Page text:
‘Good hygiene practices for the food industry’

Dr Karen Middleton-Gell, technical director, Society of Food Hygiene and Technology (SOFHT).

Describe yourself in three words:

Loyal, thoughtful & a perfectionist (some might say on the verge of having OCD with my “everything has a place” mentality!)

How did you get to where you are today?

I originally wanted to be a dentist but my maths A level let me down so I undertook a Biological Sciences degree and discovered that I really enjoyed the subject of microbiology. I then applied for a PhD in collaboration with CCFRA (now Campden BRI) looking at the biocide susceptibility of E.coli O157:H7 following pre-exposure to acids and detergents used in cleaning chemicals, which was where my interest in cleaning and disinfection started.

From there I joined the Food Hygiene Department at Campden BRI and through my research and involvement with the chemical manufacturers I then moved into roles as microbiology and technical expert in hygiene. I think that having a real focus and passion for a subject, such as I do with hygiene, is the real key to progressing in your chosen profession.

What does a typical day look like for you?

I don’t really have a typical day but if I have been asked to do a hygiene finished standards audit for a customer it will involve visiting the factory between 3-4am to walk around the production environment to look at the efficacy of the cleaning and disinfection, followed by a close out meeting with the relevant Technical and Hygiene teams. I may then visit a customer, before heading home to write up my audit report.

What’s your biggest professional achievement?

It’s 50:50 between two achievements during my time at Campden BRI. Firstly writing CCFRA Guideline No.55 – Cleaning and disinfection of food factories: a practical approach, which was the first document to capture practical information on the chemistry of cleaning and disinfection and recommend good hygiene practices for the food industry, and to date is still one of the best-selling Campden BRI guidelines. Then creating the Cleaning and Disinfection Conference while at Campden BRI in 2008. This was the first event held in the UK to focus solely on hygiene and is still an annual event now. It felt incredibly worthwhile to give the hygiene experts a platform to discuss issues, ideas and innovation.

How has your side of the industry changed over the past few years and why?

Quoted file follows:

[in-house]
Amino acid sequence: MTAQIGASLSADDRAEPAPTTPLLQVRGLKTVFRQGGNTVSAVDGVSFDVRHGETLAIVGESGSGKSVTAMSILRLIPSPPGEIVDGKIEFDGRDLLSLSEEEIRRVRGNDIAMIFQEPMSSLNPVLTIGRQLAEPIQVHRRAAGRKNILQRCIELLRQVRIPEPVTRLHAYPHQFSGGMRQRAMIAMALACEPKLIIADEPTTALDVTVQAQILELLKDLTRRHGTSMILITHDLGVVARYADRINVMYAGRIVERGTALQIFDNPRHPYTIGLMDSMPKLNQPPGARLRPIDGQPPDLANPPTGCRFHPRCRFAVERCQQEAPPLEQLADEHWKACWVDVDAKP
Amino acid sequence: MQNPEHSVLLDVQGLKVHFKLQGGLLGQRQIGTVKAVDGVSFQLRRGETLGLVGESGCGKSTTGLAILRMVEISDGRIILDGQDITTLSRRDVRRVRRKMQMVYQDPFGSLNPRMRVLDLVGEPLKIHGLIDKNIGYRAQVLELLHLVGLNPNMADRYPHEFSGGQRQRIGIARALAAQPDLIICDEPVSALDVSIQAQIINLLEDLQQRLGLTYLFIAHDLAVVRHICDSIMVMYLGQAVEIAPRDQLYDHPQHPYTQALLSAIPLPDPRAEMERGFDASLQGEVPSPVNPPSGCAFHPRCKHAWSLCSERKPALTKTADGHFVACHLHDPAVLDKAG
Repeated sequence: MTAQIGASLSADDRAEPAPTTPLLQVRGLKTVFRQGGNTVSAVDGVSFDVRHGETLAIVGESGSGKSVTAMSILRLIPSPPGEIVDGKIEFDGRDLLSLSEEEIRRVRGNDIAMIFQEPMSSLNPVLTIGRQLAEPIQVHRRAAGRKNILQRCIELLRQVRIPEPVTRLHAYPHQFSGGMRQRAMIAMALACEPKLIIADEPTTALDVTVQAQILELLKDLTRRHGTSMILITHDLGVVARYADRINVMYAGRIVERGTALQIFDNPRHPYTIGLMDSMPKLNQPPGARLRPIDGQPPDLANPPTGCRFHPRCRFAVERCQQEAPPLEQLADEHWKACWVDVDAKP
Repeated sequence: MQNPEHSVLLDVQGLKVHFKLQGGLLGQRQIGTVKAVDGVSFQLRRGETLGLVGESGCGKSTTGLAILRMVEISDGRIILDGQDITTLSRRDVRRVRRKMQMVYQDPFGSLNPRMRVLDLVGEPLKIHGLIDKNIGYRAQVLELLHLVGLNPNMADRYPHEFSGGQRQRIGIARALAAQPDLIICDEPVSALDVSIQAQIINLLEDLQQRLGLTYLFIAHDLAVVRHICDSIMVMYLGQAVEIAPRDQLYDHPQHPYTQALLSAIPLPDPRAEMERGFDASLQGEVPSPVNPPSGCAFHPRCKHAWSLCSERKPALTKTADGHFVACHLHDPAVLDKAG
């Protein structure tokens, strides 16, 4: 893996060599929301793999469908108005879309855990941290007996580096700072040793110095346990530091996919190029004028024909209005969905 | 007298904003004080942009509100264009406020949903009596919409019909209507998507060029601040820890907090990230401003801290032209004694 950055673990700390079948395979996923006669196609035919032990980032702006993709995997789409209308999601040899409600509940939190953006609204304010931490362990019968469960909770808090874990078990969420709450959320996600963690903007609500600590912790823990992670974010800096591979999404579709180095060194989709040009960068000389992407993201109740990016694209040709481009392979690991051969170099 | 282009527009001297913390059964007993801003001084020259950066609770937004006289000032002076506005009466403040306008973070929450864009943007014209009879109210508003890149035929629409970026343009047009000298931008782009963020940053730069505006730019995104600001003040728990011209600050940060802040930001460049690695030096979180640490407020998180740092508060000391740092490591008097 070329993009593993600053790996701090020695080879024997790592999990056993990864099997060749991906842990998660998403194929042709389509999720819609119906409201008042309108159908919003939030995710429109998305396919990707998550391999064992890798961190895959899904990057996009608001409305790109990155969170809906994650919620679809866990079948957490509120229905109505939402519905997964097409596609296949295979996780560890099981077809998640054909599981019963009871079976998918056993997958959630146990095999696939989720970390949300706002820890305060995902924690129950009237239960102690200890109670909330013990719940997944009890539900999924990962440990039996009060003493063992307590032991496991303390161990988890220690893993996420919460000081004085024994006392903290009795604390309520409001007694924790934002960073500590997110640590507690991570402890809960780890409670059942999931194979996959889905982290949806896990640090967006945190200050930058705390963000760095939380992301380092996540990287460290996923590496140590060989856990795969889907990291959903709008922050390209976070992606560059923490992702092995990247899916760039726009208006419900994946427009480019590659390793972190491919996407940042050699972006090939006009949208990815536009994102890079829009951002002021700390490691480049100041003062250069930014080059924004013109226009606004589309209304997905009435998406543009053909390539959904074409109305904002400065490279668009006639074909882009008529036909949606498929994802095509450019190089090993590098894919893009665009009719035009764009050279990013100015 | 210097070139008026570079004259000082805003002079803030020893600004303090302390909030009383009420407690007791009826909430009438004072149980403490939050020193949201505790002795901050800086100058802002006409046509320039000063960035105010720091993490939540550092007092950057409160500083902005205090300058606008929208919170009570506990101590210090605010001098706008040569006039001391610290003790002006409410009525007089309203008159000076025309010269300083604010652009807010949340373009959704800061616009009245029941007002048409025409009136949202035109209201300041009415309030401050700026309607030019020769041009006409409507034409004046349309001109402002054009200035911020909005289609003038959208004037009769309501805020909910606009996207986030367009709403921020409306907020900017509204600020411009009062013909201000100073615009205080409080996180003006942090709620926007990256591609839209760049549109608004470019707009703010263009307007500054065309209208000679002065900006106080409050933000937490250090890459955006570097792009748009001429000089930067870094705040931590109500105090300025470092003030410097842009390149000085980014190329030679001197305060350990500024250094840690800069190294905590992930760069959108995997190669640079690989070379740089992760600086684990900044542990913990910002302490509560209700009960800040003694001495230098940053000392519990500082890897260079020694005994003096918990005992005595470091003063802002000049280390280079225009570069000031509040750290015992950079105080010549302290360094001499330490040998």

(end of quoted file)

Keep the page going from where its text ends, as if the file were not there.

Production has increased significantly and consequently the hygiene windows are constantly being reduced. This puts pressure on the cleaning chemical manufacturers to offer hygiene solutions that are effective chemically and microbiologically within a short time frame. The focus on allergensand species cross contamination have also become a major focus for the industry and bring with them very specific cleaning challenges.

Tell me something about your role that most people wouldn’t know.

I really enjoy organising seminar and training events so have been responsible for creating, designing and managing the Diversey Listeria Awareness and CIP Optimisation Seminars.

Give us a positive prediction for the industry from the viewpoint of SOFHT over the next 12 months?

With the support of institutes such as SOFHT, the food industry has the ability to readily access technical information, which provides the manufacturers with a better understanding of hygiene issues and the tools to help them to improve their current practices. And hopefully with this support, we will start to see a significant reduction in cases of Campylobacter and Listeria food poisoning in the UK.

Who do you most admire?

Any professional businesswoman who works in a male dominated environment. It takes a lot of confidence as it can be very intimidating and difficult to be acknowledged for your expertise.

What developments do you think will become popular in food hygiene and why?

With the current trend for RTE foods and the subsequent pressure on reduced cleaning times the development of rapid detection methods for pathogens such as Listeria will be essential for the processed food industry. Also with the constant changes in legislation around the use of chemical disinfectants the development of non-chemical disinfectants may be an area of focus for the industry.

Tell us something about yourself that few people know

I love going to watch horse racing. Any excuse to have a day out in the sunshine where I get all glamorous and don a hat with the possibility of winning a pound or two is my kind of fun.

How would you like to be remembered?

As a person who had a positive influence on improving the hygiene standards of the food industry.


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